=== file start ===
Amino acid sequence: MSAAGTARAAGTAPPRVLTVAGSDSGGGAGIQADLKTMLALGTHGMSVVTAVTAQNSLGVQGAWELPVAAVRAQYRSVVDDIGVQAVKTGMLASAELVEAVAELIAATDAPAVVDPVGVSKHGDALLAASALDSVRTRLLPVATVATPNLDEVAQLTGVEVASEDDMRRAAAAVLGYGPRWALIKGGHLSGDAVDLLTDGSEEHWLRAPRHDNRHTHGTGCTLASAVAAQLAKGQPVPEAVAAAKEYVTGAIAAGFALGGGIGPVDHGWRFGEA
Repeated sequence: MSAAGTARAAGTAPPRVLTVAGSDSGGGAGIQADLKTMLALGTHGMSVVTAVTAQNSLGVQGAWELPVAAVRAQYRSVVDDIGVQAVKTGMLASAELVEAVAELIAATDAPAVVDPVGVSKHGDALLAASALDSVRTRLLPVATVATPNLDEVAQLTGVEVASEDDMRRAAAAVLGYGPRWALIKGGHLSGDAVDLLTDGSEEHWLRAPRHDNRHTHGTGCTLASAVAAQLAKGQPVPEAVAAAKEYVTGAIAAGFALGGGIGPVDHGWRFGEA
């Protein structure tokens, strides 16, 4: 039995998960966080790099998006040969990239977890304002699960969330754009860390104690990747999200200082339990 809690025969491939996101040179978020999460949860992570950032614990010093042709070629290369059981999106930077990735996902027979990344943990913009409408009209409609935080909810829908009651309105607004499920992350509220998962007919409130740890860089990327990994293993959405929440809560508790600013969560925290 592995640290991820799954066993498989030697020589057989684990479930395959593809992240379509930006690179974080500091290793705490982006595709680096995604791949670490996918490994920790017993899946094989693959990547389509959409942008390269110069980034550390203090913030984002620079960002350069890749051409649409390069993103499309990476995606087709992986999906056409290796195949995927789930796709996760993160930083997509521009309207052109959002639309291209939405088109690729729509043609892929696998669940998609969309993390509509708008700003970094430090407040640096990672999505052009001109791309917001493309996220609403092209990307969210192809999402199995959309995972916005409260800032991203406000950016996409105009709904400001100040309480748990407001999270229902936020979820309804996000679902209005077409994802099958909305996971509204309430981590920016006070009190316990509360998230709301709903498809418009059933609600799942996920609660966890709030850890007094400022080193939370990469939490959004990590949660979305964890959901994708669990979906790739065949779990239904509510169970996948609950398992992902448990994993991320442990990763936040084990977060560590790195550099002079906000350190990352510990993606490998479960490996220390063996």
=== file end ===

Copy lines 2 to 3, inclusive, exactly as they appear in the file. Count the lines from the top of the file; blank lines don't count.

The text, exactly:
Repeated sequence: MSAAGTARAAGTAPPRVLTVAGSDSGGGAGIQADLKTMLALGTHGMSVVTAVTAQNSLGVQGAWELPVAAVRAQYRSVVDDIGVQAVKTGMLASAELVEAVAELIAATDAPAVVDPVGVSKHGDALLAASALDSVRTRLLPVATVATPNLDEVAQLTGVEVASEDDMRRAAAAVLGYGPRWALIKGGHLSGDAVDLLTDGSEEHWLRAPRHDNRHTHGTGCTLASAVAAQLAKGQPVPEAVAAAKEYVTGAIAAGFALGGGIGPVDHGWRFGEA
């Protein structure tokens, strides 16, 4: 039995998960966080790099998006040969990239977890304002699960969330754009860390104690990747999200200082339990 809690025969491939996101040179978020999460949860992570950032614990010093042709070629290369059981999106930077990735996902027979990344943990913009409408009209409609935080909810829908009651309105607004499920992350509220998962007919409130740890860089990327990994293993959405929440809560508790600013969560925290 592995640290991820799954066993498989030697020589057989684990479930395959593809992240379509930006690179974080500091290793705490982006595709680096995604791949670490996918490994920790017993899946094989693959990547389509959409942008390269110069980034550390203090913030984002620079960002350069890749051409649409390069993103499309990476995606087709992986999906056409290796195949995927789930796709996760993160930083997509521009309207052109959002639309291209939405088109690729729509043609892929696998669940998609969309993390509509708008700003970094430090407040640096990672999505052009001109791309917001493309996220609403092209990307969210192809999402199995959309995972916005409260800032991203406000950016996409105009709904400001100040309480748990407001999270229902936020979820309804996000679902209005077409994802099958909305996971509204309430981590920016006070009190316990509360998230709301709903498809418009059933609600799942996920609660966890709030850890007094400022080193939370990469939490959004990590949660979305964890959901994708669990979906790739065949779990239904509510169970996948609950398992992902448990994993991320442990990763936040084990977060560590790195550099002079906000350190990352510990993606490998479960490996220390063996």